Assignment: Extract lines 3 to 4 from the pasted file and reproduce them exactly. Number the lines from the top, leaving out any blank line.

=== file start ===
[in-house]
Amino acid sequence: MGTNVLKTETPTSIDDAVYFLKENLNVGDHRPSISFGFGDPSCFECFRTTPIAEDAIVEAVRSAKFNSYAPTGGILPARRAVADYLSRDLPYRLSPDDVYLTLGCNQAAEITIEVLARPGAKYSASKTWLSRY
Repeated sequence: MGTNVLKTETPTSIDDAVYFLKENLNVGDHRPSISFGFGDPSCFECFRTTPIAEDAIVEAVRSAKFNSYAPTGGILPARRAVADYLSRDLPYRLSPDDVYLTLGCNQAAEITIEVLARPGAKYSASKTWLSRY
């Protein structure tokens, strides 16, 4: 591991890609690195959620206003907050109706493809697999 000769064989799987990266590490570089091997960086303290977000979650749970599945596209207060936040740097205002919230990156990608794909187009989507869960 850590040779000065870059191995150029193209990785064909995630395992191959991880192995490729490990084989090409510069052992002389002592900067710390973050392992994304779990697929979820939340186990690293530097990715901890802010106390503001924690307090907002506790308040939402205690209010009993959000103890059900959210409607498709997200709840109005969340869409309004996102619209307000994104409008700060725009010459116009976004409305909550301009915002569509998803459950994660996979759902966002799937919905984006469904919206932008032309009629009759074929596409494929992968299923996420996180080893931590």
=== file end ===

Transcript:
Repeated sequence: MGTNVLKTETPTSIDDAVYFLKENLNVGDHRPSISFGFGDPSCFECFRTTPIAEDAIVEAVRSAKFNSYAPTGGILPARRAVADYLSRDLPYRLSPDDVYLTLGCNQAAEITIEVLARPGAKYSASKTWLSRY
């Protein structure tokens, strides 16, 4: 591991890609690195959620206003907050109706493809697999 000769064989799987990266590490570089091997960086303290977000979650749970599945596209207060936040740097205002919230990156990608794909187009989507869960 850590040779000065870059191995150029193209990785064909995630395992191959991880192995490729490990084989090409510069052992002389002592900067710390973050392992994304779990697929979820939340186990690293530097990715901890802010106390503001924690307090907002506790308040939402205690209010009993959000103890059900959210409607498709997200709840109005969340869409309004996102619209307000994104409008700060725009010459116009976004409305909550301009915002569509998803459950994660996979759902966002799937919905984006469904919206932008032309009629009759074929596409494929992968299923996420996180080893931590």